Catalina Island Conservancy studies a threatened, nocturnal seabird
A sliver of moon provided just enough light to steer the 14-foot Zodiac as wildlife biologists navigated a section of Catalina Island’s rocky coastline.
“Two sit, one fly, one flush,” called out Darrell Whitworth of the California Institute of Environmental Studies. He was on hand, contracted by Catalina Island Conservancy, to help perform surveys of the rare Scripps’s murrelet (Synthliboramphus scrippsi), a unique little seabird listed as threatened by the State of California with a population of only 5,000-10,000 breeding pairs.
Conservancy staff marked down the data, reflecting that two of the seabirds were seen sitting, one in flight and one that just started flying when the light reached it, coupling the information with GPS data. American Conservation Experience and Catalina Island Conservancy Wildlife Intern Ricky Robbins went out for several nights of seabird spotting, sometimes joined by Conservancy Native Plant Manager Seth Kauppinen and CIC Director of Conservation Deni Porej. The spotlight survey for these seabirds was developed by Whitworth around 2000, wherein biologists scan the sea next to cliffs to count the birds.
The Island Conservancy leads around two Scripps’s murrelet surveys each year, monitoring the same transect between Two Harbors and Twin Rocks in order to gauge population. This is not an easy feat. In addition to spotting birds on the water, murrelet surveys also involve catching and banding individual birds as well as looking for nests.
“Scripps’s murrelets are very secretive and spend most of their life out on the ocean,” said Emily Hamblen, Conservancy Wildlife Biologist. “These tiny, flying, black and white birds hide from everything. Cats, foxes, rats and mice all pose a threat, whether to the murrelet itself or their eggs, so the places that they choose for their nests are very hard to find. They are on the steepest slopes, tucked deep in burrows.”
Tagging birds presents its own challenges. Nests are difficult to find, and even more difficult to get to. Birds cannot be tagged at their nests because they will abandon their chicks, so biologists use a net to catch birds sitting on the water.
“Catching them on the water is really the only thing we can do,” said Hamblen, who added that they check each bird’s chest for a brood patch–a spot where they lose their feathers so that their eggs rest directly against the skin to transfer heat more efficiently.
Once they catch a bird, biologists gather information and affix a band to its leg. Based on banding studies, Whitworth believes that Scripps’s murrelets can live to be about 20 years old, though reaching that age is likely uncommon.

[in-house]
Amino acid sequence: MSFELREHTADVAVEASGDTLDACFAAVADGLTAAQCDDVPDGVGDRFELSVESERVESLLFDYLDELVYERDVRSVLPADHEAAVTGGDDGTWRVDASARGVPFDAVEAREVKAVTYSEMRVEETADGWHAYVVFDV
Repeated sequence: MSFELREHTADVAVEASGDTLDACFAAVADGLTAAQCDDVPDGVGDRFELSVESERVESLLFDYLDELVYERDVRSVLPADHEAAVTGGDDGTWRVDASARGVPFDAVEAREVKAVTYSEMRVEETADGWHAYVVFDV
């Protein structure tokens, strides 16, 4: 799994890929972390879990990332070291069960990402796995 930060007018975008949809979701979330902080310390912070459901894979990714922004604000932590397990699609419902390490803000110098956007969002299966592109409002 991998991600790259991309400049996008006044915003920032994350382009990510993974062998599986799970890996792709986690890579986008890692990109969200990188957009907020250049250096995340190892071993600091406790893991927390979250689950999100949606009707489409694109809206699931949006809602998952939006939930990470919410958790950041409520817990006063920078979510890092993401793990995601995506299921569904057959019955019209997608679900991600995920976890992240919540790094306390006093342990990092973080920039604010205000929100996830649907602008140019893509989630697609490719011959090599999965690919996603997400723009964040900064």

“The more birds you band, the better idea you can get of how long they can live. Also, when you get a large number of them banded, you can start looking to estimate the population size based on recaptures,” said Whitworth.
murrelets, both the Scripps’s murrelet and the Guadalupe murrelet, are spread throughout 12 or 13 islands where they breed. Though impossible to determine an exact count, biologists estimate that Catalina hosts “probably a couple hundred” nesting pairs. The 2021 surveys yielded 19 newly-banded murrelets with 640 observations over 10 surveys (with a lowest count of 33 and highest count of 126).
Due to the elusive nature of these seabirds, there are many things that biologists are still curious about.
“The murrelet’s life history makes them very difficult to study,” said Whitworth. “Surveys haven’t been going on for long enough to really see long-term trends.” However, there are some things that we can be sure of.
Scripps’s murrelets are less than 10 inches long and weigh around 6 ounces. They only come ashore for breeding purposes, otherwise living their lives entirely at sea. Females lay two eggs a time, which are incubated for a bit more than a month. Male and female birds will incubate their eggs on four-day shifts, with one heading out to feed for four days before returning and to relieve their counterpart. Once chicks have hatched, they are only in the nest for two days before braving the seas with their parents to live on the water around 50-70 miles offshore.
Eggs may not hatch because of predation or abandonment. Because nests are so difficult to locate, it is impossible to determine what percentage of eggs actually hatch, let alone how many chicks live to adulthood.
“As far as I’m concerned, some of these things we are never going to be able to figure out,” said Whitford, mentioning that things such as diet studies involve lethal capture of birds that he thinks is neither necessary nor warranted at this time. Other questions would require “a lot of money and a lot of time to approach answers. But as time goes on and these surveys continue, then we can more confidently say what the population is doing.”
Continuing studies of these inconspicuous birds is important because they face very real risks.
“Seabirds have more challenges because they rely on both ocean and land resources,” said Hamblen. “If something goes wrong in the ocean, such as not having enough food, then the population declines. If there’s development on land and their nest crevasses are filled in, or there are more rats and mice, then they are unable to successfully reproduce.”
Though you may only see them rarely, during a channel crossing or on the water, these resilient little birds have a home on Catalina Island. The more that we are able to study them and protect sensitive areas, the better the chance they have to thrive.